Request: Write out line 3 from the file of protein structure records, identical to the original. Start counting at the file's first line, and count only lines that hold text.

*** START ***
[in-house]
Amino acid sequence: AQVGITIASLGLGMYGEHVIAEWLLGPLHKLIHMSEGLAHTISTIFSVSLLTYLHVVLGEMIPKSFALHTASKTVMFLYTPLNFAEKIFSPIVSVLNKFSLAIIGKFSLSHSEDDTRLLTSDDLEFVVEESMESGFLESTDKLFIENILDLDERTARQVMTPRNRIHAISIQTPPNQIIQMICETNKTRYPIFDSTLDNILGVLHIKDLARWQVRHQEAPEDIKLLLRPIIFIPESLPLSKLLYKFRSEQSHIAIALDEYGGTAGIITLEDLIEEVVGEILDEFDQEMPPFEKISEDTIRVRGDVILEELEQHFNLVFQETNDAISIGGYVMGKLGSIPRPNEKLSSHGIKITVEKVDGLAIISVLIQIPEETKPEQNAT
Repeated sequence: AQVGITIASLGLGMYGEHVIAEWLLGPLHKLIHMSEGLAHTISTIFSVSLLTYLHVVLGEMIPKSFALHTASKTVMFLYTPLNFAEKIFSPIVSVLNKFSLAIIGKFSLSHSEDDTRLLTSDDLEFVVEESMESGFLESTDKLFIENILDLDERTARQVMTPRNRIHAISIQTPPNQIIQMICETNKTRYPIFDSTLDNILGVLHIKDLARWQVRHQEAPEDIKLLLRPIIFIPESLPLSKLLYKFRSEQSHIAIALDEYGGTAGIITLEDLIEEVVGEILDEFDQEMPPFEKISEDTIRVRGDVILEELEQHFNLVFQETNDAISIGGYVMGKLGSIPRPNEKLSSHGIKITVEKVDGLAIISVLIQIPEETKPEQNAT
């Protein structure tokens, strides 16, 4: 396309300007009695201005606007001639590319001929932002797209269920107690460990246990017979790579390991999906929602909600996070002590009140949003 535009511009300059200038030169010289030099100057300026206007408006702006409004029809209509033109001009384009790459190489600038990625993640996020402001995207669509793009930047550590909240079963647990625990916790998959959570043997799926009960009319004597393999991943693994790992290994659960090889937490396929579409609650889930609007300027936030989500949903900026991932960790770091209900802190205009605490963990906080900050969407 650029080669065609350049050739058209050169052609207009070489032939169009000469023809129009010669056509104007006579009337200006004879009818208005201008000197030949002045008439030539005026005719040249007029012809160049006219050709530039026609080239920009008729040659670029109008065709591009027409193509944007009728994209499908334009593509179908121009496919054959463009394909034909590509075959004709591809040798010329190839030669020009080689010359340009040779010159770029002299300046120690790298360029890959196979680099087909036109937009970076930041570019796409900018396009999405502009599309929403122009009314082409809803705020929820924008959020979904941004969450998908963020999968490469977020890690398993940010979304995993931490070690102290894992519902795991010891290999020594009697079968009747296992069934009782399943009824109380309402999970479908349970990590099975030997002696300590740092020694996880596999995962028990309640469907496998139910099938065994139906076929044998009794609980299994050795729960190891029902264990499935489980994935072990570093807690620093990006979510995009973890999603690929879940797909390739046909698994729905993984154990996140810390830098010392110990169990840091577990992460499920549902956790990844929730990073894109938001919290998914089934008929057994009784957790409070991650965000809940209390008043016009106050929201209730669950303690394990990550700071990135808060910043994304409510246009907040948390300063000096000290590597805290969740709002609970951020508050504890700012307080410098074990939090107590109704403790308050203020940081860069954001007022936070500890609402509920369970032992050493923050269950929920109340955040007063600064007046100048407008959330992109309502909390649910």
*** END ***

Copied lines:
Repeated sequence: AQVGITIASLGLGMYGEHVIAEWLLGPLHKLIHMSEGLAHTISTIFSVSLLTYLHVVLGEMIPKSFALHTASKTVMFLYTPLNFAEKIFSPIVSVLNKFSLAIIGKFSLSHSEDDTRLLTSDDLEFVVEESMESGFLESTDKLFIENILDLDERTARQVMTPRNRIHAISIQTPPNQIIQMICETNKTRYPIFDSTLDNILGVLHIKDLARWQVRHQEAPEDIKLLLRPIIFIPESLPLSKLLYKFRSEQSHIAIALDEYGGTAGIITLEDLIEEVVGEILDEFDQEMPPFEKISEDTIRVRGDVILEELEQHFNLVFQETNDAISIGGYVMGKLGSIPRPNEKLSSHGIKITVEKVDGLAIISVLIQIPEETKPEQNAT